The expression “.actions[$$name=@name]” instructs the data management system to search the collection of actions at the current object entity and return the entity with action name matching the value of provided operation parameter. It will add the following code to ScreenConfig interface:
/** Get action config for provided action name 
 *   @param name Action name
 *   @return Action config for provided action name
ActionConfig getAction(String name);

Method invocation:
ActionConfig actionConfig = screenConfig.getAction(“success”);
  • Using operation expressions. They are used to invoke methods available from operation repository. In the example we have a LineItem object with property of ‘unit-price’ and ‘quantity’ and we want to create custom method calculating the total amount.
<attribute name=”quantity” object-type=”int” db-table-column=”li.quantity” access-methods=”get-set” />
<attribute name=”unitPrice” object-type=”java.math.BigDecimal” db-table-column=”li.unitprice” access-methods=”get-set” />
<method method-name=”getTotal” return-type=”java.math.BigDecimal” expression=”big-decimal.multiply(value-1=$unitPrice, value-2=$quantity)” description=”Calculate the total cost of a line item” />
The custom method ‘getTotal’ invokes ‘big-decimal.multiply’ operation from the operation store and passes object attributes ‘unitPrice’ and ‘quantity’ as parameters. The method itself does not need input parameters.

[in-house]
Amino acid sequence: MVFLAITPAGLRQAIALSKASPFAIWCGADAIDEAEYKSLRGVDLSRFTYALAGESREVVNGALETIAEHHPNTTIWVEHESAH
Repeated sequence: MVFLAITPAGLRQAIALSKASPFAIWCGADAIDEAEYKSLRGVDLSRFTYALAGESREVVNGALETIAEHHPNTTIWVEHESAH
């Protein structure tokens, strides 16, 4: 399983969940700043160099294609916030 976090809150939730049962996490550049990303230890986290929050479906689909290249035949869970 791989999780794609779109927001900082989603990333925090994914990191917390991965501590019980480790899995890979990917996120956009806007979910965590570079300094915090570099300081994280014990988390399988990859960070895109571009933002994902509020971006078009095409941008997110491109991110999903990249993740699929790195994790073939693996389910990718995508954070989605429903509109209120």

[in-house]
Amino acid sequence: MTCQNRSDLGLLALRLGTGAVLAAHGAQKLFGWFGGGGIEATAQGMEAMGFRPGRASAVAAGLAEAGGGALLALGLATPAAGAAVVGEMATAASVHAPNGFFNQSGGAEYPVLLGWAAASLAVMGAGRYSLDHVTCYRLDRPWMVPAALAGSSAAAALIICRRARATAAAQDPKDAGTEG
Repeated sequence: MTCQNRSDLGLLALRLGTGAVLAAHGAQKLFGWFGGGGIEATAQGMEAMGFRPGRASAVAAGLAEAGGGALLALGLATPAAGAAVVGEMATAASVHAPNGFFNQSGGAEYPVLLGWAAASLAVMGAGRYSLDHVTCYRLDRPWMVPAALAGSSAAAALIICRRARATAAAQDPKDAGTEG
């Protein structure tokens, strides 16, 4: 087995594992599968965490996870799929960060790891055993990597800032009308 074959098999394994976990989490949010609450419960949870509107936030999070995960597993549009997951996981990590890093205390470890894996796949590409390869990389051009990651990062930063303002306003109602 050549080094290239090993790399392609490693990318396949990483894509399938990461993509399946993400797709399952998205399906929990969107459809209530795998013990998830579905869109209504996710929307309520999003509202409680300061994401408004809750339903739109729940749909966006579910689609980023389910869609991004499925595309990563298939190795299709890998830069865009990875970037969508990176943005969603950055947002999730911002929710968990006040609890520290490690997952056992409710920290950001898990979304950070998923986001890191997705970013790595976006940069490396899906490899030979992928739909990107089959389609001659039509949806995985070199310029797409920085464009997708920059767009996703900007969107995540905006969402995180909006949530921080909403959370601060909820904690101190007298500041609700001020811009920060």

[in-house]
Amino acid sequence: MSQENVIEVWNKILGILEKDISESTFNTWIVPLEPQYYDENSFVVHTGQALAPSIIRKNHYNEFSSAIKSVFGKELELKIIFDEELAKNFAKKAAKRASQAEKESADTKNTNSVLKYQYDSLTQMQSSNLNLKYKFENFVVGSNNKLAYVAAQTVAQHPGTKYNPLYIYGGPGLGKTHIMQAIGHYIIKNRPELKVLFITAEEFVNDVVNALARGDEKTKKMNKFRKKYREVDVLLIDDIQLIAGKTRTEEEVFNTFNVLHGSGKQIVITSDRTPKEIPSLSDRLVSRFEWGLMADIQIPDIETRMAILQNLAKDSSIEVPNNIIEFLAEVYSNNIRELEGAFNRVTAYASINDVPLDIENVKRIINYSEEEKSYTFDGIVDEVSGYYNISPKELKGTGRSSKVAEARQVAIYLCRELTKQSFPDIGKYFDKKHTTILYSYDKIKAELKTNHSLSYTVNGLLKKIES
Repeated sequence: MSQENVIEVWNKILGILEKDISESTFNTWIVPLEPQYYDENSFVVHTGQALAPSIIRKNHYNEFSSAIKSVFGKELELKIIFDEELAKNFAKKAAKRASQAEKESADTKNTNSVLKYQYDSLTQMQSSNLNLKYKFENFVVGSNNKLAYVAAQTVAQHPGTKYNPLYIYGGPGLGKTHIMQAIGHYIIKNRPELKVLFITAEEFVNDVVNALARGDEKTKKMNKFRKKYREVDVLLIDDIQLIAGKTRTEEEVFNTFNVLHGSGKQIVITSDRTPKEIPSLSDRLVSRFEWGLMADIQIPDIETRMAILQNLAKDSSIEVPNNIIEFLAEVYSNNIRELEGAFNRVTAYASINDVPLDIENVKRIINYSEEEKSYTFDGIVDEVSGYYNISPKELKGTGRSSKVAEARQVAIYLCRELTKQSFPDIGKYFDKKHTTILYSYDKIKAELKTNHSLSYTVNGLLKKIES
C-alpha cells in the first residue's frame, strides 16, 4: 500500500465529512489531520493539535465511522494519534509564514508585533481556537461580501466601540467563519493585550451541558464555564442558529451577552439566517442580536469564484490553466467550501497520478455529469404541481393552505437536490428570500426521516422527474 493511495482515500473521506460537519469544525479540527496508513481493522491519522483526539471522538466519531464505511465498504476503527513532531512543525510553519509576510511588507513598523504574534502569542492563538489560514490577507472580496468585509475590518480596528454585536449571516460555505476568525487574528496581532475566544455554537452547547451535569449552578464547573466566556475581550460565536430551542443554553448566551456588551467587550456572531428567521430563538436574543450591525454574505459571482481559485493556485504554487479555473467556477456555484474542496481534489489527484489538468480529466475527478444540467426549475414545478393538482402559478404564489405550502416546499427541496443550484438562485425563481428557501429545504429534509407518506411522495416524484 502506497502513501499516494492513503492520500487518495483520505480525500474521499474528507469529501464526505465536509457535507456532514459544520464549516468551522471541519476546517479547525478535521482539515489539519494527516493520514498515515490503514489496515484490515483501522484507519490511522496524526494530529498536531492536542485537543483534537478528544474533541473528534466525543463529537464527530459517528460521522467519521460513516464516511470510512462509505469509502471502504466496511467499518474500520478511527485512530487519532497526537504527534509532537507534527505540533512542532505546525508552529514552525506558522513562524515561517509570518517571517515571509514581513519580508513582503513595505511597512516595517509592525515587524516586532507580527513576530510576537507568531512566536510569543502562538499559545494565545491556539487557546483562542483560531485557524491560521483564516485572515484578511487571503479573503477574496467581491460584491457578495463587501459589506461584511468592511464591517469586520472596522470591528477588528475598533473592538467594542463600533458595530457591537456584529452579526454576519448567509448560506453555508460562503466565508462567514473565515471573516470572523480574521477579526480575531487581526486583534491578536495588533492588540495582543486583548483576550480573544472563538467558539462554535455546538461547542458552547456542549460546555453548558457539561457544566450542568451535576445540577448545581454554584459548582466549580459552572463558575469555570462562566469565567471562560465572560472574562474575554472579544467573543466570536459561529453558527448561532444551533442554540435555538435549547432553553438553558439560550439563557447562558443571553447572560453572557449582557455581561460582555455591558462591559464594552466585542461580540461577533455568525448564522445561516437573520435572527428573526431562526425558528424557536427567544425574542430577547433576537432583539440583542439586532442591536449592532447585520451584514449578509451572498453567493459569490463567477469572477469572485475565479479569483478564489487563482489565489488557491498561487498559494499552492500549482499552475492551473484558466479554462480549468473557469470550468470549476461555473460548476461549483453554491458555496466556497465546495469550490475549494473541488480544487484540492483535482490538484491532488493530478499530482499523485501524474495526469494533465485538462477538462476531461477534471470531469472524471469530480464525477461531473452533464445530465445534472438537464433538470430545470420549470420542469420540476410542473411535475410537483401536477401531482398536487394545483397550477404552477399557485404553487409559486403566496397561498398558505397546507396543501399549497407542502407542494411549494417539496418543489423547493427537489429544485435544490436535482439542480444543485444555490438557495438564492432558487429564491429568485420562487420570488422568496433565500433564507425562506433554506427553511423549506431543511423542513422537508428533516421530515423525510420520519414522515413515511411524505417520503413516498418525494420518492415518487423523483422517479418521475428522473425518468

Method is invocation:

BigDecimal total = listItem.getTotal();

Developers can write their own operations, register them with the operation store and use them to implement custom methods.
5. Conclusions
The service-based application architecture provides bottom-up approach for solving the code redundancy and application integration problem. It enables smooth transition from the architecture of individual applications to the enterprise architecture. At the core of this approach are the standard service interfaces that are available at the application level and well as the enterprise level. They are not application specific. Instead they represent generic interfaces to access data, execute operations and access presentation components.

Service-oriented application architectures provide tremendous value to the concept of SOA – clear vision on how to develop enterprise class of applications and how to make them collaborate. More importantly it enables enterprise architects to implement SOA iteratively instead of using the waterfall approach.

Service-oriented application architectures represent a shift in the SOA strategy that puts more emphasis on enabling collaboration within the individual applications versus acquiring expensive infrastructure like ESB.

You can find more information regarding Shipka JDF by visiting our website: http://shipka.com

    <parameter parameter-name=”name” object-type=”java.lang.String” description=”Action name” />